Central European Journal of Biology

, Volume 9, Issue 4, pp 383–395 | Cite as

Effect of irrigation on yield parameters and antioxidant profiles of processing cherry tomato

  • Zoltán Pék
  • Péter Szuvandzsiev
  • Hussein Daood
  • András Neményi
  • Lajos Helyes
Research Article


A two-year (2010 and 2011) open field experiment was conducted to study the effect of drip irrigation and seasonal variation on the yield parameters and main bioactive components, carotenoids (mainly all trans, cis lycopene, and β-carotene), polyphenols (chlorogenic acid, caffeic acid, gallic acid, quercetin, rutin, naringin, etc.), and tocopherols of processing Strombolino F1 cherry tomatoes. The irrigated plants (STI) gave a higher marketable yield (61% and 101% respectively), and rain fed plants showed a yield loss. Water supply had a strong positive (R2=0.98) effect on marketable yield in 2011, but weak (R2=0.69) in 2010. In both years, the antioxidant concentration (all carotenoids, total polyphenols, tocopherols) showed a decrease with irrigation. Water supply affected the composition of carotenoids to a considerable extent. The optimum water supply treatment gave a lower proportion of lycopene than the rain fed control (STC) treatment. We observed significant negative correlation between rutin concentration and irrigation. The α-tocopherol concentration was significantly higher in STC treatments. Irrigation negatively influenced antioxidant concentrations of cherry tomato fruits, but higher yield could account for the concentration loss of individual fruits by higher antioxidant production per unit area.


Water supply Carotenoids Phenolics Tocopherols Processing cherry tomato 


Unable to display preview. Download preview PDF.

Unable to display preview. Download preview PDF.


  1. [1]
    World Health Organization Diet, nutrition, and the prevention of chronic diseases, Report of a WHO Study Group, WHO Tech. Rep. Ser., 1990, 916, 148Google Scholar
  2. [2]
    Clinton S.K., Emenhiser C., Schwartz S.J., Cistrans lycopene isomers, carotenoids, and retinol in the human prostate, Cancer Epidemiol. Biomark. Prev., 1996, 5, 35–51Google Scholar
  3. [3]
    Zegbe-Domínguez J.A., Behboudian M.H., Lang A., Clothier B.E., Deficit irrigation and partial rootzone drying maintain fruit dry mass and enhance fruit quality in ‘Petopride’ processing tomato (Lycopersicon esculentum Mill), HortSci., 2003, 98, 505–510CrossRefGoogle Scholar
  4. [4]
    Battilani A., Solimando D., Plauborg F.L., Andersen M.N., Jensen C.R., Sandei L., Water saving irrigation strategies for processing tomato, Acta Hort., 2009, 832, 69–76Google Scholar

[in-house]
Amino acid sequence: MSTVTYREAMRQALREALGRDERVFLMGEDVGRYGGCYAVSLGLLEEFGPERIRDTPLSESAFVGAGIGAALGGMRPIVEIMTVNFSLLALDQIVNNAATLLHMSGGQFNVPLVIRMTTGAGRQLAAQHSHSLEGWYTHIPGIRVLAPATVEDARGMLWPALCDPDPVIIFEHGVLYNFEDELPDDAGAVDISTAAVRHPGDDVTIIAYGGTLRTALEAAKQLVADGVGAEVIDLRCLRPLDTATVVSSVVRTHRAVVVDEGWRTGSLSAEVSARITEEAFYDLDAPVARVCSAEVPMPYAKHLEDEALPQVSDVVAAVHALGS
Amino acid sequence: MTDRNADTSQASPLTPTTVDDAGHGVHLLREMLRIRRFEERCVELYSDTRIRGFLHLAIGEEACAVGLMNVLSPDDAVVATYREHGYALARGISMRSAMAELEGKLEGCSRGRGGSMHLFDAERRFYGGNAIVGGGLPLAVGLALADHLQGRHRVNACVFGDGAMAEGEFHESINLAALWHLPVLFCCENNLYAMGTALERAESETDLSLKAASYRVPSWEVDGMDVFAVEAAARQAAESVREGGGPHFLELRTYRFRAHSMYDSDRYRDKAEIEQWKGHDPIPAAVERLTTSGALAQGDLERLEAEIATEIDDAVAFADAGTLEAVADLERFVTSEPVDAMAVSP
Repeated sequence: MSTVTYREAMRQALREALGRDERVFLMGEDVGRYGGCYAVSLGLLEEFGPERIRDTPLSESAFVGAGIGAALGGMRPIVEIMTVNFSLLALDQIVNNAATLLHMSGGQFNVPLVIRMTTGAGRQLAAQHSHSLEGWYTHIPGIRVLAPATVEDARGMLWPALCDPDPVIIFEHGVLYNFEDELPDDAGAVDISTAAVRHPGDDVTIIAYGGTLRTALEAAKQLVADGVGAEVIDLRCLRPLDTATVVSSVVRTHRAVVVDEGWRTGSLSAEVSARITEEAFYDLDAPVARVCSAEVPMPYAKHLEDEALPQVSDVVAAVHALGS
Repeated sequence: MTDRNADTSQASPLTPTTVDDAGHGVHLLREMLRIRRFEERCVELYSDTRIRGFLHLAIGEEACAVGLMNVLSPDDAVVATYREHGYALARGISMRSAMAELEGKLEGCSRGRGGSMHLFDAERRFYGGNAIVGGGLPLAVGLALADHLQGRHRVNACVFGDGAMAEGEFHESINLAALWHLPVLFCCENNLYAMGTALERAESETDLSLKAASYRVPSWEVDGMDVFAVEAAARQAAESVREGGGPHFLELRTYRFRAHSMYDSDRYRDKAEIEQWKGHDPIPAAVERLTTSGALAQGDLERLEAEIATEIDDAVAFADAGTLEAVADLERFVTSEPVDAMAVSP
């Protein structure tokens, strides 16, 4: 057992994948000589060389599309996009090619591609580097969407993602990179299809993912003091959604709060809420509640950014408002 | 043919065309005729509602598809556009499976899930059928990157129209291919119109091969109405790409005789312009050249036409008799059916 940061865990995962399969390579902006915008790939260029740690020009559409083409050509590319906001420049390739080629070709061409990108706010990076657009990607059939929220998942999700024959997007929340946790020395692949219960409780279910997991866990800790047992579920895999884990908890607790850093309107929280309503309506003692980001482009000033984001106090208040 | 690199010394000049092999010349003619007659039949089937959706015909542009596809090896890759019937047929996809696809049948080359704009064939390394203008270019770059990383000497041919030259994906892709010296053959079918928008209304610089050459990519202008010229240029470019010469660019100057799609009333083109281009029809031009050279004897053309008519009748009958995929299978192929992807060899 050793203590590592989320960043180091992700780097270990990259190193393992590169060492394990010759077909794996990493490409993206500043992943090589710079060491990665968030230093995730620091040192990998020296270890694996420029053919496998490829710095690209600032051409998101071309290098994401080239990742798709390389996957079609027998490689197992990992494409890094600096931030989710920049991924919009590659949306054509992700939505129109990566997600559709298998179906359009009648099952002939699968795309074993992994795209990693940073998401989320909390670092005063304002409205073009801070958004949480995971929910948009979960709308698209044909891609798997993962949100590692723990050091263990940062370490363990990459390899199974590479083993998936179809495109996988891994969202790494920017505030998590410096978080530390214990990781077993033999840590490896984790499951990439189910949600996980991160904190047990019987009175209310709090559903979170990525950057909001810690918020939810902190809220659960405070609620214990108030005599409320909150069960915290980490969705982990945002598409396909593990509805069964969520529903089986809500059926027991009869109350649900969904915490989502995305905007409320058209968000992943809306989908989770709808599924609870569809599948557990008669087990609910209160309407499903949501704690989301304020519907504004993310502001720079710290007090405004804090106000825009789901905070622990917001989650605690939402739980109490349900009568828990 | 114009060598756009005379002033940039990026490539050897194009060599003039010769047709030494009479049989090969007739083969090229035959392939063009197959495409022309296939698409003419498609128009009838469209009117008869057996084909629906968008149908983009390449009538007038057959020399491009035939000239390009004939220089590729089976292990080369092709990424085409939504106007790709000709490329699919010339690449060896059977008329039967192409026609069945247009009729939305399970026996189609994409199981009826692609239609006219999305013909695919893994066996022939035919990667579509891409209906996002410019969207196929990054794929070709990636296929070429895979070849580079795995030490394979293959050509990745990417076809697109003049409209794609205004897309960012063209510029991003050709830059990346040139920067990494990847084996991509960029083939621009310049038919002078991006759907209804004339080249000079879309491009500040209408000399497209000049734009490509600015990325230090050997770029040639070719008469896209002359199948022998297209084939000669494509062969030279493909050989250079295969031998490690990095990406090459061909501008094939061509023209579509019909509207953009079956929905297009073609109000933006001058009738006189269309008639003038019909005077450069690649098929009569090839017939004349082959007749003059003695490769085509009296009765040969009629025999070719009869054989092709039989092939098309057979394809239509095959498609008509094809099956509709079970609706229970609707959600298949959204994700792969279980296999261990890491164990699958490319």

5. [5]
    Dorais M., Ehret D.L., Papadopoulos A.P., Tomato (Solanum lycopersicum) health components: from the seed to the consumer, Phytochem. Rev., 2008, 7, 231–250CrossRefGoogle Scholar
  6. [6]
    Orcutt D.M., Nilsen E.T., The physiology of plants under stress: Soil and biotic factors, New York, John Wiley & Sons Inc., 2000Google Scholar
  7. [7]
    Pernice R., Parisi M., Giordano I., Pentangelo A., Graziani G., Gallo M., Fogliano V., Ritieni A., Antioxidants profile of small tomato fruits: Effect of irrigation and industrial process, Sci. Hort., 2010, 126, 156–163CrossRefGoogle Scholar
  8. [8]
    Liu K., Zhang T.Q., Tan C.S., Astatkie T., Responses of fruit yield and quality of processing tomato to drip-irrigation and fertilizers phosphorus and potassium, Agronomy J., 2011, 103, 1339–1345CrossRefGoogle Scholar
  9. [9]
    Patanè C., Cosentino S.L., Effects of soil water deficit on yield and quality of processing tomato under a Mediterranean climate, Agr. Water Management, 2010, 97, 131–138CrossRefGoogle Scholar
  10. [10]
    Favati F., Lovelli S., Galgano F., Miccolis V., Di Tommaso T., Candido V., Processing tomato quality as affected by irrigation scheduling, Sci. Hort., 2009, 122, 562–571CrossRefGoogle Scholar
  11. [11]
    Matos H.R., di Mascio P., Medeiros M. H., Protective effect of lycopene on lipid peroxidation and oxidative DNA damage in cell cultures, Arch. Biochem. Biophys., 2000, 383, 56–59PubMedCrossRefGoogle Scholar
  12. [12]
    Di Mascio P., Kaiser S., Sies H., Lycopene as the most efficient biological carotenoid singlet oxygen quencher, Arch. Biochem. Biophys., 1989, 274, 532–538PubMedCrossRefGoogle Scholar
  13. [13]
    Brandt S., Pék Z., Barna É., Lugasi A., Helyes L., Lycopene content and colour of ripening tomatoes as affected by environmental conditions, J. Sci. Food Agr., 2006, 86, 568–572CrossRefGoogle Scholar